According to Yahoo Inc., they would trim its board once the ink has dried on its deal with Verizon Communications Inc. This would mean that current CEO Marissa Mayer and co-founder David Filo, will no longer be directors by then, in addition to other board members. Once the sale of its core Internet business is completed, the company is all set to change its name to Altaba Inc. from RemainCo, as mentioned by Yahoo in a regulatory filing. It is widely believed that Mayer is not going to be too upset with this particular deal, since she might just end up with a cool severance package that is worth a whopping $55 million.
This particular business move goes to show that nothing remains constant in the world of technology, taking into consideration how Yahoo was one of the Internet pioneers during the early dot-com days. Bear in mind that through all of the wheeling and dealing in the boardroom, Yahoo will actually sell just its core business and brand to Verizon. There is still a huge investment that remains with Alibaba of China and Yahoo Japan. However, the name change to Altaba might take some getting used to, especially when one has grown up with the Yahoo brand name all of their lives.
Other than Mayer and Yahoo co-founder David Filo, there will be another four members of the board who will no longer be there once the deal is done. Verizon will then be firmly in charge of picking up Yahoo's operating business, and it must be noted that Mayer's resignation from the new board has not been attributed to ‘any disagreement with the Company on any matter relating to the Company's operations, policies or practices' -- based on the SEC filing.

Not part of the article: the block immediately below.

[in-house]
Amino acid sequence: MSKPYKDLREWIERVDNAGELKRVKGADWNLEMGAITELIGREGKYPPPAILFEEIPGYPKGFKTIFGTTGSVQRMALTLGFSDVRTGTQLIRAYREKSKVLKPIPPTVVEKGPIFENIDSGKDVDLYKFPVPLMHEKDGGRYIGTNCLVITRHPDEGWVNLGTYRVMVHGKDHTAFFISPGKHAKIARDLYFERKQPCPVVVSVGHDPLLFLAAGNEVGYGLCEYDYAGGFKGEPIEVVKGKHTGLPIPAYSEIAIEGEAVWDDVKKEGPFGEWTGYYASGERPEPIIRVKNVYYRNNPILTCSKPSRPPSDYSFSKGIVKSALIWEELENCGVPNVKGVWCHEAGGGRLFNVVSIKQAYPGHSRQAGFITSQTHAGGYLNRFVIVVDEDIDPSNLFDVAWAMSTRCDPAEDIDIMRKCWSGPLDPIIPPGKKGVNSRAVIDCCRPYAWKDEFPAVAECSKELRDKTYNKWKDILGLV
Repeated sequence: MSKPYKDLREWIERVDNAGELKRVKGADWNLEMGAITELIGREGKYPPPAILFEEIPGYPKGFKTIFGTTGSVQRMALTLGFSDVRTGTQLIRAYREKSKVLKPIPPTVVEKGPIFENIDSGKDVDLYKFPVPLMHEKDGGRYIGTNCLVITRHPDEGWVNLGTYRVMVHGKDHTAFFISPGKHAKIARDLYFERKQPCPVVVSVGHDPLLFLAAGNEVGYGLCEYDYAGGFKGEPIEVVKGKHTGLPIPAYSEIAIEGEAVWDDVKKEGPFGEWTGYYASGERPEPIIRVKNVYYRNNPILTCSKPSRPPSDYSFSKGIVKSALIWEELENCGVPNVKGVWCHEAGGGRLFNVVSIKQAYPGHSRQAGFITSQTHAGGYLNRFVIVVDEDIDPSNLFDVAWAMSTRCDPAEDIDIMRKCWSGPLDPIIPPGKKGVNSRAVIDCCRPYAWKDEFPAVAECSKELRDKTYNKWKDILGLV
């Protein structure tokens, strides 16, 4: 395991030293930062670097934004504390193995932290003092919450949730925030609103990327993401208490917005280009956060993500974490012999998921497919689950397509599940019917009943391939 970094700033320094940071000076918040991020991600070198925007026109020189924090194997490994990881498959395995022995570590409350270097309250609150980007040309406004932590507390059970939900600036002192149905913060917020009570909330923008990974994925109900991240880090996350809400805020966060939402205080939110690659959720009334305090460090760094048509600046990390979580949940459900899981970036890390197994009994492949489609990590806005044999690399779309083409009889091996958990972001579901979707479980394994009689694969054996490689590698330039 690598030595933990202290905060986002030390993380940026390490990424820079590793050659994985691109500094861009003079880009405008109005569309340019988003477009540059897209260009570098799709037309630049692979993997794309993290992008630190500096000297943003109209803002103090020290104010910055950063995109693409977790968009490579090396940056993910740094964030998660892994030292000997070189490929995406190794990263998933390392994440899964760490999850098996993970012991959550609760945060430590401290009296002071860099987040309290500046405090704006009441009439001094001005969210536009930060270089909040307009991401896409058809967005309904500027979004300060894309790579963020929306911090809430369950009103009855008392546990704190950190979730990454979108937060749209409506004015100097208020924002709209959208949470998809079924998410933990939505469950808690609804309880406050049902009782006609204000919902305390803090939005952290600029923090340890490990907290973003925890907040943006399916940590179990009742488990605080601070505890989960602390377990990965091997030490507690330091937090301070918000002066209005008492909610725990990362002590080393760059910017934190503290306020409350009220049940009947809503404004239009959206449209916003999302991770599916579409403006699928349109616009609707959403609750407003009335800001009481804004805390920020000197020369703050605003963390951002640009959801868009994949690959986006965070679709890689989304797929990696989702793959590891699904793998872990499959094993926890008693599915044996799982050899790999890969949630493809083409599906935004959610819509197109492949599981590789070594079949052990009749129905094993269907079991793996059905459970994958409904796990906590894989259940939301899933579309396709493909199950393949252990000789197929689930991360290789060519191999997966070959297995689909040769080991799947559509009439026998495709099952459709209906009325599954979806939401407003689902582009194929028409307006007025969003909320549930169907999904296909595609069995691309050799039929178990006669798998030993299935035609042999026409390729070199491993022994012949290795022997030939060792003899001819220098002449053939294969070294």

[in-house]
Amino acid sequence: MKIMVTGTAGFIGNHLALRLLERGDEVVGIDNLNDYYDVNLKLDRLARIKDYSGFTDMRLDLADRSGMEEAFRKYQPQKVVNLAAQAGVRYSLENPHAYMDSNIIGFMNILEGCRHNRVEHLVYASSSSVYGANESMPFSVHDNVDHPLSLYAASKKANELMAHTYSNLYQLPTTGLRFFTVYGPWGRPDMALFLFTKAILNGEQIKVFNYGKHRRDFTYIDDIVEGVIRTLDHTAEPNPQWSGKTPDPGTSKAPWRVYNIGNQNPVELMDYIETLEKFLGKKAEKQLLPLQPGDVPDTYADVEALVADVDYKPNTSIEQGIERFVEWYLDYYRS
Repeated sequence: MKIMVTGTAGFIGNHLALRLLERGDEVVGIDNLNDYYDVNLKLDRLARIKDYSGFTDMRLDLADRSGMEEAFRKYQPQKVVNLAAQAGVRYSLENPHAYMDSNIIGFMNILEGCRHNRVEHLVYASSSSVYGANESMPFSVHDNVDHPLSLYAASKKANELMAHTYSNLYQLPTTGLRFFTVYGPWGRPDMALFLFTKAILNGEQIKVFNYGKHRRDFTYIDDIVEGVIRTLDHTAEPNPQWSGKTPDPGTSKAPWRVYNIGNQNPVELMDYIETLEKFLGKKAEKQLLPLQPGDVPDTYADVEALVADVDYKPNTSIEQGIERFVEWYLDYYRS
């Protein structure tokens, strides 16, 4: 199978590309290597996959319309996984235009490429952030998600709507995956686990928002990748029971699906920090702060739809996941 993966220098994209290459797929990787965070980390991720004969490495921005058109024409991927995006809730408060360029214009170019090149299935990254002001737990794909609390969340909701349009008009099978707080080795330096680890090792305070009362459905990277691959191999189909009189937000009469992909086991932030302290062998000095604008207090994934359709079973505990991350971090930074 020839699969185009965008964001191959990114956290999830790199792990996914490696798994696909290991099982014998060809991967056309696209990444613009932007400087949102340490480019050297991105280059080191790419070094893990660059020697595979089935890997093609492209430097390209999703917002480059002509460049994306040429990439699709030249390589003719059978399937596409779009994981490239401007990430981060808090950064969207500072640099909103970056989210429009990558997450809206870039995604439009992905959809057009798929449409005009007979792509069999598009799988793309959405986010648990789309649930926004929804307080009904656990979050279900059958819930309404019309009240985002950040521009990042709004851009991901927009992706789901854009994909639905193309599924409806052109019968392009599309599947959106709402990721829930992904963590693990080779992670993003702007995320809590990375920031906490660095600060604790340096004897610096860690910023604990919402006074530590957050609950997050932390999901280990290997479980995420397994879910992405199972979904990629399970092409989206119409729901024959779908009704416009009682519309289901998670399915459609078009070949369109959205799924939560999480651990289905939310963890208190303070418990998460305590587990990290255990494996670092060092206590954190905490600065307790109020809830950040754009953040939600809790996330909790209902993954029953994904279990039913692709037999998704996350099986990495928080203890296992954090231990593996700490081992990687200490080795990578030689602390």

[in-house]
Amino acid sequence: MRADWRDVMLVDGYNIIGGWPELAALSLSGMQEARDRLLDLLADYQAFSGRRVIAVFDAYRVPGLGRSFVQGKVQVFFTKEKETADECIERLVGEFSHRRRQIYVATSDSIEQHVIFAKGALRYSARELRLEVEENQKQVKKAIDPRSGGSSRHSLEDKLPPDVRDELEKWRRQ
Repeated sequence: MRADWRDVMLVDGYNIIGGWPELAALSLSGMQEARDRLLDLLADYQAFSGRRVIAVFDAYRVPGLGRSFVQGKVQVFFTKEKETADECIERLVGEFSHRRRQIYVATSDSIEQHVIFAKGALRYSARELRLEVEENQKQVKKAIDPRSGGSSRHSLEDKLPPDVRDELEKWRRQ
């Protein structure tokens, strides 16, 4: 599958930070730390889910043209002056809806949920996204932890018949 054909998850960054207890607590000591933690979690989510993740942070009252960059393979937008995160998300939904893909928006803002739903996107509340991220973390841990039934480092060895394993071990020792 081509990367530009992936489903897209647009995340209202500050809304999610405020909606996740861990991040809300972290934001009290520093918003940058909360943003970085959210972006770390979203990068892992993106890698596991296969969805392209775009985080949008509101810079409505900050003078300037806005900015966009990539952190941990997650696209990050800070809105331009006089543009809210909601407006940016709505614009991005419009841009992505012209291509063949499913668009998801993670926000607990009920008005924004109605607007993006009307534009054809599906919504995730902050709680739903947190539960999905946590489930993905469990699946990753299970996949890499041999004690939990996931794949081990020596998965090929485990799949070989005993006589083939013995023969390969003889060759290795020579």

It was originally thought that this particular deal was not going to go through after the recent hacking scandal involved Yahoo. In that hacking scandal, it seemed that hackers might have picked up personal and private information that consists of names, email addresses, telephone numbers, passwords and dates of birth, not to mention security questions and answers -- the entire gamut. All of these information can be abused to gain access to bank accounts, online shopping accounts, and even social media profiles. This particular hacking scandal was just made public recently despite having happened three years ago, and is widely believed to be the biggest of its kind in history.
It was just last week that a senior Verizon Communications Inc. executive shared on how they were not too sure about picking up Yahoo Inc's internet business, but it looks like it is all systems go now. The SEC filing did show that Yahoo mentioned: 'In light of the fact that following the Closing the Company will operate as an investment company under the Investment Company Act of 1940, the Board has determined that, immediately following the Closing, the size of the Board will be reduced to five (5) directors.
'Tor Braham, Eric Brandt, Catherine Friedman, Thomas McInerney and Jeffrey Smith will continue to serve as directors of the Company following the Closing, and Mr. Brandt will serve as Chairman of the Board.
'Each of David Filo, Eddy Hartenstein, Richard Hill, Marissa Mayer, Jane Shaw and Maynard Webb has indicated that he or she intends to resign from the Board effective upon the Closing, and that his or her intention to resign is not due to any disagreement with the Company on any matter relating to the Company's operations, policies or practices.'